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Are You Too Fat to Buy Life Insurance?

Insurance, Life Insurance
Are You Too Fat to Buy Life Insurance?

The average American man is 5’9” tall and weighs 196 pounds, according to the Centers for Disease Control and Prevention. That makes him overweight, according to the CDC’s body mass index charts. And if he puts on a mere six pounds at Thanksgiving, he’ll be officially obese at 203 pounds.

But even at 203 pounds, a 5’9” man is not too fat to find life insurance — far from it. In fact he’ll easily be able to find many life insurers that will sell him a policy.

NerdWallet looked at the rules for weight maximums for some of the nation’s biggest insurers to determine the point at which someone is too fat to buy life insurance. Although each company has its own cutoff points, we found that generally men and women of average weight would have to pack on more than 100 pounds before they would be unable to buy life insurance.

It’s only when the 5’9” man hits about 329 pounds that he would be declined for life insurance by some carriers.

The average woman in the U.S. is 5’4” tall and weighs 166 pounds — also officially overweight by CDC standards. Based on NerdWallet research, the average woman, depending on her overall health, might still be able to qualify for “preferred plus” life insurance rates at some  companies — the very best offered. She would have to put on almost 120 pounds — to reach 283 pounds — before she would be turned down for life insurance by some companies.

How height and weight affect life insurance

Each life insurance company has its own “build chart,” which lists heights and the maximum allowable weights for each price class. Each one-inch height difference has a different weight maximum. Agents use these charts to help figure out which rate their client is going to receive. The best rates are typically called “preferred plus” rates and go to the people who are the healthiest and fall within certain height/weight rules.

» COMPARE: NerdWallet’s life insurance comparison tool

NerdWallet research found that even people considered overweight can qualify for very good life insurance rates, assuming there are no other health problems that would bump up the price. So don’t be alarmed by the CDC’s judgy BMI classifications: Men and women of average height and weight can still get “preferred” rates at many companies, despite being officially “overweight.”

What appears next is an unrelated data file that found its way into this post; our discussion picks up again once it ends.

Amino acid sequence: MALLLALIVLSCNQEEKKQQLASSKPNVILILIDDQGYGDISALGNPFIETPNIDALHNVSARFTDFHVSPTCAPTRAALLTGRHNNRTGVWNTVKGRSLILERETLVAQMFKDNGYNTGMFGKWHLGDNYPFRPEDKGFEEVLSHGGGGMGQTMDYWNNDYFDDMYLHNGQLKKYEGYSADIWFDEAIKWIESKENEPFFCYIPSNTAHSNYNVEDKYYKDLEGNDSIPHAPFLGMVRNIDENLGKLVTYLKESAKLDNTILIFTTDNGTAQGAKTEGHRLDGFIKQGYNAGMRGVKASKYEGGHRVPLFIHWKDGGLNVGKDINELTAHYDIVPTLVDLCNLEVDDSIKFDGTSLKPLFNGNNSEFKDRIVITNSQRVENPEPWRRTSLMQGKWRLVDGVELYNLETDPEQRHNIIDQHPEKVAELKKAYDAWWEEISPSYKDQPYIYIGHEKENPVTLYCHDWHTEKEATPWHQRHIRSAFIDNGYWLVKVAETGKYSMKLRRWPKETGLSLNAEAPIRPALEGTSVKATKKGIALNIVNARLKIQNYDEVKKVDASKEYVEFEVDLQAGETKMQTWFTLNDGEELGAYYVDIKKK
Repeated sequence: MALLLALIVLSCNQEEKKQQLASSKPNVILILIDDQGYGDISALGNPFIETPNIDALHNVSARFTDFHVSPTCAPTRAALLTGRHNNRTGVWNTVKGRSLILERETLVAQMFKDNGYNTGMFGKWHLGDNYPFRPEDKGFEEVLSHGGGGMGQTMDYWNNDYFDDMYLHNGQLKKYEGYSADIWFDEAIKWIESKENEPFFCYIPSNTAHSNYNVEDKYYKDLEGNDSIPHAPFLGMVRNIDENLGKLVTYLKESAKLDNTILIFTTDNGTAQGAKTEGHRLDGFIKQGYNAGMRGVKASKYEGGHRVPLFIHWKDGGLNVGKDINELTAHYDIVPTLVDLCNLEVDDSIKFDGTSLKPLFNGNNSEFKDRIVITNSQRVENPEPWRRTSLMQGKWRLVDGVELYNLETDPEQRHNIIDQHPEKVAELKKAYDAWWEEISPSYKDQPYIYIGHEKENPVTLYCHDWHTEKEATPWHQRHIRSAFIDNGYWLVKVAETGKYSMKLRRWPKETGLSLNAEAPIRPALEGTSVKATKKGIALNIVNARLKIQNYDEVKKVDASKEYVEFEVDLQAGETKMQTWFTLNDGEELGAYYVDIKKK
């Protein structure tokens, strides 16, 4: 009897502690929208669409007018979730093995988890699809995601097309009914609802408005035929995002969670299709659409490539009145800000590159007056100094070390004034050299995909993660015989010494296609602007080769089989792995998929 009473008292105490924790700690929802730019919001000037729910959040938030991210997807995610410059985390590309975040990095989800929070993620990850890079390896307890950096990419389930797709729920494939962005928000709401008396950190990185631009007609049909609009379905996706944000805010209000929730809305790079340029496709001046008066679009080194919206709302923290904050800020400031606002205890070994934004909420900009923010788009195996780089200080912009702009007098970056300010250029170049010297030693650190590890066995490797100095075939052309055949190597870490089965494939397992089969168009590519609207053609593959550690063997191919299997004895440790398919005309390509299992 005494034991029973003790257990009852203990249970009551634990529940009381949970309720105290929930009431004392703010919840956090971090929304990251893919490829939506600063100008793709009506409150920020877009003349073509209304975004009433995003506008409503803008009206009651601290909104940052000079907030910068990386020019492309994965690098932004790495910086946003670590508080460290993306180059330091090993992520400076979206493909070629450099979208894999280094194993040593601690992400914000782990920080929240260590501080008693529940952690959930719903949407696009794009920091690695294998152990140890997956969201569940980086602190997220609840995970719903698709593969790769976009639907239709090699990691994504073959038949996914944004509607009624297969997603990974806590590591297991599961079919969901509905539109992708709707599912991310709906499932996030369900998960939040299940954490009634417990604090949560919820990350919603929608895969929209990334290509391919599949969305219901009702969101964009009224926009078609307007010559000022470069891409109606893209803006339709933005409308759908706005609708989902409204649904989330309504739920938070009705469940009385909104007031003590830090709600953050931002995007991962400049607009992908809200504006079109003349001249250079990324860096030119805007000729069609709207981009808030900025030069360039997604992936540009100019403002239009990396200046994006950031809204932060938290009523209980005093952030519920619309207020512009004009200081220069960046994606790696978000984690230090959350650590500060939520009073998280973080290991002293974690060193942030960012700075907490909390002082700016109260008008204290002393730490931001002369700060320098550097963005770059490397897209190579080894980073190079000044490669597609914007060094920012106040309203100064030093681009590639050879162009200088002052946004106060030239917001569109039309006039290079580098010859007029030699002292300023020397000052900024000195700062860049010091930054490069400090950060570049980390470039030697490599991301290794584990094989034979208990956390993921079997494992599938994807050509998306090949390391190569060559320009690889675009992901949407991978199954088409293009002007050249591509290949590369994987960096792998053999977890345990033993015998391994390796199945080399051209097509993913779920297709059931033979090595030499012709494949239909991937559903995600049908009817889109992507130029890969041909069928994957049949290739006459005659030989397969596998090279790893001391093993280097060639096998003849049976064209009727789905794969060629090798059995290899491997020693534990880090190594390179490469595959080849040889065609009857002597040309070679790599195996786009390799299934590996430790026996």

You generally have to be extremely obese to be too fat to buy life insurance and face declines at multiple companies.

Take New Jersey Gov. Chris Christie, who’s 5’11”. In June 2014, Politico asked two doctors to estimate his weight before and after his February 2013 lap band surgery. They agreed he appeared to be about 236 pounds at the time, down from about 322 pounds. At his heaviest, Christie could still have qualified for individual life insurance, although at pricey rates. If he had tipped the scales at about 348 pounds he would have been facing application denials.

As an employee of the state of New Jersey, though, Christie likely has access to group life insurance. People who work for employers that offer group life can get coverage no matter what their weight or other health issues, although coverage is often only one or two times annual salary.

Life insurance rates based on weight

For individual coverage, extra pounds will lead to higher premiums. The reason is people who are too heavy tend to have lower life expectancy, based on insurance underwriting calculations.

NerdWallet looked at the lowest average rates available through our life insurance comparison tool. For a $500,000, 20-year term life insurance policy, a 5-foot-11 man weighing 246 pounds would pay about $330 more per year for life insurance than if he weighed the average of 196, or 50 pounds less. Over the span of the policy, that’s $6,600.

Average annual life insurance premiums for a 35-year-old man, 5’9″, at different weights, for a 20-year, $500,000 term life policy
196 lbs. 206 lbs. 216 lbs. 226 lbs. 236 lbs. 246 lbs.
$310 $370 $412 $504 $593 $641

A woman of average height who weighs 216 pounds would pay $335 more a year for the same policy than a woman who weighs the average of 166 pounds, or 50 pounds less. That’s a $6,700 total over 20 years.

Average annual life insurance premiums for a 35-year-old woman, 5’4″, at different weights, for a 20-year $500,000 term life policy
166 lbs. 176 lbs. 186 lbs. 196 lbs. 206 lbs. 216 lbs.
$260 $314 $367 $473 $578 $595

Methodology: We averaged the four lowest quotes available at each weight using NerdWallet’s life insurance tool.

How does the life insurer know your weight?

Life insurance applications ask for height and weight, and those numbers will be verified when you take your life insurance medical exam. But don’t plan to go on a crash diet to lose 20 pounds just before your medical exam to get a better price. Life insurers routinely pull applicants’ medical records to look at previous weights, along with past and current medical conditions.

“The historical weight trend is actually more important than the weight at any single point, including that on the paramedical exam,” says Julie Westermann, a spokeswoman for insurer Genworth.

After you’ve been issued a policy, though, all bets are off.

“Once the contract is in force there is no way for us to know if the policyholder has gained weight or do anything about it,” she says.

How much would you pay for a policy? You can easily compare prices with NerdWallet’s tool.

Amy Danise is an editor at NerdWallet, a personal finance website. Email: Twitter: @AmyDanise.

Image via iStock.